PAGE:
Dr. Joyce: I am most excited to work on my latest project—GeoNadir—which I believe exemplifies the next steps forward in my discipline and has potential to have an incredible impact around the world. GeoNadir is an online drone data repository built with FAIR principles (findable, accessible, interoperable, and reusable), where drone operators can collaborate with scientists to help protect our world’s most at-risk ecosystems. Creating something where thousands of people all around the world can use drone-based remote sensing for local to global impact brings me a great deal of satisfaction. I know that we can achieve great things when we all work together and GeoNadir is a fantastic way to facilitate that (www.geonadir.com).
Dr. Kurlyandskaya: In 2003, I was awarded a five-year grant by Ramón and Cjal for the development of a magnetoimpedance magnetic biosensor, since this proposed concept was proven in many international labs and our results were further developed by other groups. The most interesting personal consequence of this research was that I had the chance to connect with purely multidisciplinary and multicultural research contacts, which I find to be highly valuable.
What changes do you think would benefit aspiring women scientists?
Dr. Ramos: The change in each aspiring women scientist involves equal opportunities, because everyone, when properly stimulated, nurtured and supported, has enough intelligence to go further and can reach new levels of knowledge. Be confident in yourself. It just depends on chances and respect for gender equality. In the numerous research projects that I have been participated in, they demand gender equality, which, to a certain extent, supports the choice of female partners too.
Dr. Appels: I think a big help would be to substantially support women during maternity leave, since it leaves a gap in your CV of not participating in research proposal calls, etc. This maternity leave is not taken into account enough, compared to the CVs of male scientists who do not have to leave their positions for a few months when applying for funding or academic positions.
Dr. Joyce: In the words of Sarah Grimké, more recently paraphrased and made famous by Ruth Bader Ginsburg in 1973 and in the film ‘RBG’ (2018): “I ask no favour for my sex. All I ask of our brethren is that they take their feet off our necks”. What does this mean for women and other minority groups in science? It means that those with privilege need to move over and make space. It doesn’t matter how many programs support the empowerment of minoritized groups when systemic biases (both conscious and unconscious) retain the structures and belief systems that cause discrimination in the first place. I say this as I recognise my own considerable privilege. I am white, cisgender, able-bodied, English speaking, and well educated. Yes, I have faced—and continue to face—challenges as a woman in a diversity-deficient discipline that favours the white male normative, and unfortunately has many gatekeepers that do not necessarily always act in the best interest of science and society. So, my continuing challenge is to conduct and advocate for science that is diverse and inclusive, as I believe that this is the only way to achieve the most creative, innovative, and effective solutions to some of the world’s largest problems. I call on other scientists to recognise their own privilege and be part of the change as active allies in the drive for a more diverse and inclusive future scientific workforce.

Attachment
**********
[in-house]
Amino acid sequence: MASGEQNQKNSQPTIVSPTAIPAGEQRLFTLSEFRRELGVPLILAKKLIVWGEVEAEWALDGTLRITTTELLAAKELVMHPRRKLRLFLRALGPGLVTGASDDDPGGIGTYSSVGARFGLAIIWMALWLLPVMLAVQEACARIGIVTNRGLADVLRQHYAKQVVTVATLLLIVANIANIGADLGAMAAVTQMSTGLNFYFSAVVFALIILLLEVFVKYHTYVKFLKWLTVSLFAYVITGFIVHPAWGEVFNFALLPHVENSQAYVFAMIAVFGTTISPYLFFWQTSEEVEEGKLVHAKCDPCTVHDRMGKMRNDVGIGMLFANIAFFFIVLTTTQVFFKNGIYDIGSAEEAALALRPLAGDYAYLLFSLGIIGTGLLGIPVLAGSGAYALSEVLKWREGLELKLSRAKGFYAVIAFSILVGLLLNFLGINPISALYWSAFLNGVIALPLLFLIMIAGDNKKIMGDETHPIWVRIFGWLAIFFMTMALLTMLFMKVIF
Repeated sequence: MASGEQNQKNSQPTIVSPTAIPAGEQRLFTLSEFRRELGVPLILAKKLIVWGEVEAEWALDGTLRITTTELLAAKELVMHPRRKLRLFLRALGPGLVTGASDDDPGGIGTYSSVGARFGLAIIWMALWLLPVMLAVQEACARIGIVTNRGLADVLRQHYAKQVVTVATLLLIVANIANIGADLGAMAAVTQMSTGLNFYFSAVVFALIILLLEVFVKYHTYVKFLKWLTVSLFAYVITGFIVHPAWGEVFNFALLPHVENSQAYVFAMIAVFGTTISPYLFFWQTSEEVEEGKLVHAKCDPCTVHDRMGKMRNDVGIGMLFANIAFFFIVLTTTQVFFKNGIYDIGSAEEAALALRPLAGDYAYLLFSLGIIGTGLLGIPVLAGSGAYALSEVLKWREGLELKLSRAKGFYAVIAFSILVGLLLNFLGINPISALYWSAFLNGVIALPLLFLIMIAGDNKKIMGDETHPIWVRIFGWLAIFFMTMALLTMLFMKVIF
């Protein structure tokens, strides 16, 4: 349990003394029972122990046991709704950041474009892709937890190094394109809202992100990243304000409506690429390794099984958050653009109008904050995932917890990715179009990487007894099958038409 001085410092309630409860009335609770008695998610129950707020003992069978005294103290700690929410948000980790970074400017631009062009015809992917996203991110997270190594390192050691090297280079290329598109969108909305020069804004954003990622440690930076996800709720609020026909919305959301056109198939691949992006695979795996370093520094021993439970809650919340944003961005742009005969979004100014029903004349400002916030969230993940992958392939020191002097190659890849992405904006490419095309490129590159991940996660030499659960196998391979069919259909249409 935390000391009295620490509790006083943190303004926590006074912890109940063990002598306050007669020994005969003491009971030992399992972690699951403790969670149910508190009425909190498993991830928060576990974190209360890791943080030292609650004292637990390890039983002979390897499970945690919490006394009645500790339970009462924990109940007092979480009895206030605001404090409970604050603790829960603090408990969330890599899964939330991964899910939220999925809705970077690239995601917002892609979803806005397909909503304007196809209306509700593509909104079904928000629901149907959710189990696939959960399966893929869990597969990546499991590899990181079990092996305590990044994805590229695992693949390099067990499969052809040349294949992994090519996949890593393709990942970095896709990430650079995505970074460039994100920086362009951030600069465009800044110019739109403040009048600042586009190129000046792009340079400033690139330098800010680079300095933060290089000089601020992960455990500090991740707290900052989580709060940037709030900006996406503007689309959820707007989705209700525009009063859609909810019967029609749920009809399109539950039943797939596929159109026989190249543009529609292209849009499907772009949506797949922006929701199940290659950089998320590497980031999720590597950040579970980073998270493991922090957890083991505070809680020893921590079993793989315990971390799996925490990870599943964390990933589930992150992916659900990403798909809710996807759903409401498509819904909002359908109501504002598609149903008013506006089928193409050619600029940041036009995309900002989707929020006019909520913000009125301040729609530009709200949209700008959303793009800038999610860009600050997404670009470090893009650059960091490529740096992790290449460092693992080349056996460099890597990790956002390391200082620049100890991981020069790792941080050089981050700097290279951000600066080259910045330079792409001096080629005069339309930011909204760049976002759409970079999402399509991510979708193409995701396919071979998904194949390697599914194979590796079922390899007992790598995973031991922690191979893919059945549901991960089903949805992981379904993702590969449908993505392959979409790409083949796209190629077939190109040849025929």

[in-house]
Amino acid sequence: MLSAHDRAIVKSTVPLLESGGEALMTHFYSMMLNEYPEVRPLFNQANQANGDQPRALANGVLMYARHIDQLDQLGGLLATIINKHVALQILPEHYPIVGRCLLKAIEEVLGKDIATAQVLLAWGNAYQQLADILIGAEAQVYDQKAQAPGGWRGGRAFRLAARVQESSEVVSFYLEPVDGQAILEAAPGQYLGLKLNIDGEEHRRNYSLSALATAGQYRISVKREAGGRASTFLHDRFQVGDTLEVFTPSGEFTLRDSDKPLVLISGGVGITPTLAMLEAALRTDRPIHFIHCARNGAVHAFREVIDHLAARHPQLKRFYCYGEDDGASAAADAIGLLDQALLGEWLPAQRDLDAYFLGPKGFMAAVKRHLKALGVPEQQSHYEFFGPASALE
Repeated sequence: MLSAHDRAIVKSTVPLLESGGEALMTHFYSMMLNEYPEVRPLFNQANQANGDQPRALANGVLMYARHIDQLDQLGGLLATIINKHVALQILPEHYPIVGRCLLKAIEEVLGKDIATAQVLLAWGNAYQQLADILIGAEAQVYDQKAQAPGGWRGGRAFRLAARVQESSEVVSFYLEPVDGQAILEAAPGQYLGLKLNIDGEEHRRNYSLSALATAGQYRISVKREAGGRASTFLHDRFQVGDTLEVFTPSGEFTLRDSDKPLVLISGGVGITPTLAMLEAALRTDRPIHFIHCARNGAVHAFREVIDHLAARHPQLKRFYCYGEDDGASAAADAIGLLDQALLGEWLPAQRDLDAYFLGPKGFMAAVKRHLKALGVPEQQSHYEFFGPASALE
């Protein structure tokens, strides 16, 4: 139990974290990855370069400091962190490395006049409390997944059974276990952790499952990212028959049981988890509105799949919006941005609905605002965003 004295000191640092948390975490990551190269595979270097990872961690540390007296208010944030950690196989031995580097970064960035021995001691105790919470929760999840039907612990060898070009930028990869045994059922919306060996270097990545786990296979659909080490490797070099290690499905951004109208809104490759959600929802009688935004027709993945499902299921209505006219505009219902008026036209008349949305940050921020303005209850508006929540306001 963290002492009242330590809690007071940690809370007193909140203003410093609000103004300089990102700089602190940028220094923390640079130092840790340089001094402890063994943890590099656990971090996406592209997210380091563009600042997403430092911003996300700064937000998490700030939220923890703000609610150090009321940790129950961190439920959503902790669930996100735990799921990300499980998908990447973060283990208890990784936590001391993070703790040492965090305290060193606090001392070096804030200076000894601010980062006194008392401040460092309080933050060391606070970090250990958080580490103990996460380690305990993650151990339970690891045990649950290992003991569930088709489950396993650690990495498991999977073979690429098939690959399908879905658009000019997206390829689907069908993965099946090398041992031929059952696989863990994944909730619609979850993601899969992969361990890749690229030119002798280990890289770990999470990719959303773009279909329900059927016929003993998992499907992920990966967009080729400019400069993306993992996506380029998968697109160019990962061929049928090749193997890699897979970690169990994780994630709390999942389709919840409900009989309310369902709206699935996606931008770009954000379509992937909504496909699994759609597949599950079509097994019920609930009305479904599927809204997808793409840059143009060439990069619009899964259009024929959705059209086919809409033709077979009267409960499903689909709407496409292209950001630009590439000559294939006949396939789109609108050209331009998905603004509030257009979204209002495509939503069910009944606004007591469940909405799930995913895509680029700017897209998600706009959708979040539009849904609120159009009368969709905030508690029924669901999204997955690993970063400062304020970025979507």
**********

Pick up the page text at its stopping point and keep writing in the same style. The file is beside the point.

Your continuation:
What would you say to girls in school who may be considering becoming researchers?
Dr. Ramos: Young women or girls should be attentive to current developments towards a near future and how they can plan for their forthcoming too, trying to be independent, believing in their abilities, always showing their skills and doing their best in everything they do. Only then can they go any further. Love what you do, believe in yourself and excel in rigor and competence. Nowadays, the contents, methodologies, techniques or materials are not even distinguished for men or for women, because as long as they have expertise and interest, anyone can do anything or reach what and where they wish.
Dr. Tabrizian: Believe or not, this is the best thing that can happen to you!
Dr. Kurlyandskaya: I always share the following idea with my students. If you enjoy asking nature questions about her secrets and enjoy receiving corresponding answers even more, then science is the place for you, it’s as simple as that.